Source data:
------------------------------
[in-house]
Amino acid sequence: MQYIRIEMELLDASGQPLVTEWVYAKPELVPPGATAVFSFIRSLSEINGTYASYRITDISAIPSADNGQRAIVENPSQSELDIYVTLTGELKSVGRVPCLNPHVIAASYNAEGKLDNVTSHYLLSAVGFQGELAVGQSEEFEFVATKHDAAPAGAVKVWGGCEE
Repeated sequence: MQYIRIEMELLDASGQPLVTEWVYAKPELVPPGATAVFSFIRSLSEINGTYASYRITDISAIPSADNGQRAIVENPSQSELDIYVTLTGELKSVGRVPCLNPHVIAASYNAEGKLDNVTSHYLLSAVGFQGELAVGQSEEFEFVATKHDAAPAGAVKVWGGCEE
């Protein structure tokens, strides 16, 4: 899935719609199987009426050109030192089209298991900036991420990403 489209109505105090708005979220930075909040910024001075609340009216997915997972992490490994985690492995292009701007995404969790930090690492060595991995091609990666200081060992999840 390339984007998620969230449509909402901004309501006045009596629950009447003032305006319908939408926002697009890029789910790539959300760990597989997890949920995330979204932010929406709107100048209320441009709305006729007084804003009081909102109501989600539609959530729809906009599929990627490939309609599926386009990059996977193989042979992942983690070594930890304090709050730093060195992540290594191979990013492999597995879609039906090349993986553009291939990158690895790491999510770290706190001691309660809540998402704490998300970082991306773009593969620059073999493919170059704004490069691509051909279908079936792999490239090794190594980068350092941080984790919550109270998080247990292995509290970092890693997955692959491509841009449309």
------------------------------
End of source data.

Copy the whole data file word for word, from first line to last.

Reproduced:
[in-house]
Amino acid sequence: MQYIRIEMELLDASGQPLVTEWVYAKPELVPPGATAVFSFIRSLSEINGTYASYRITDISAIPSADNGQRAIVENPSQSELDIYVTLTGELKSVGRVPCLNPHVIAASYNAEGKLDNVTSHYLLSAVGFQGELAVGQSEEFEFVATKHDAAPAGAVKVWGGCEE
Repeated sequence: MQYIRIEMELLDASGQPLVTEWVYAKPELVPPGATAVFSFIRSLSEINGTYASYRITDISAIPSADNGQRAIVENPSQSELDIYVTLTGELKSVGRVPCLNPHVIAASYNAEGKLDNVTSHYLLSAVGFQGELAVGQSEEFEFVATKHDAAPAGAVKVWGGCEE
């Protein structure tokens, strides 16, 4: 899935719609199987009426050109030192089209298991900036991420990403 489209109505105090708005979220930075909040910024001075609340009216997915997972992490490994985690492995292009701007995404969790930090690492060595991995091609990666200081060992999840 390339984007998620969230449509909402901004309501006045009596629950009447003032305006319908939408926002697009890029789910790539959300760990597989997890949920995330979204932010929406709107100048209320441009709305006729007084804003009081909102109501989600539609959530729809906009599929990627490939309609599926386009990059996977193989042979992942983690070594930890304090709050730093060195992540290594191979990013492999597995879609039906090349993986553009291939990158690895790491999510770290706190001691309660809540998402704490998300970082991306773009593969620059073999493919170059704004490069691509051909279908079936792999490239090794190594980068350092941080984790919550109270998080247990292995509290970092890693997955692959491509841009449309």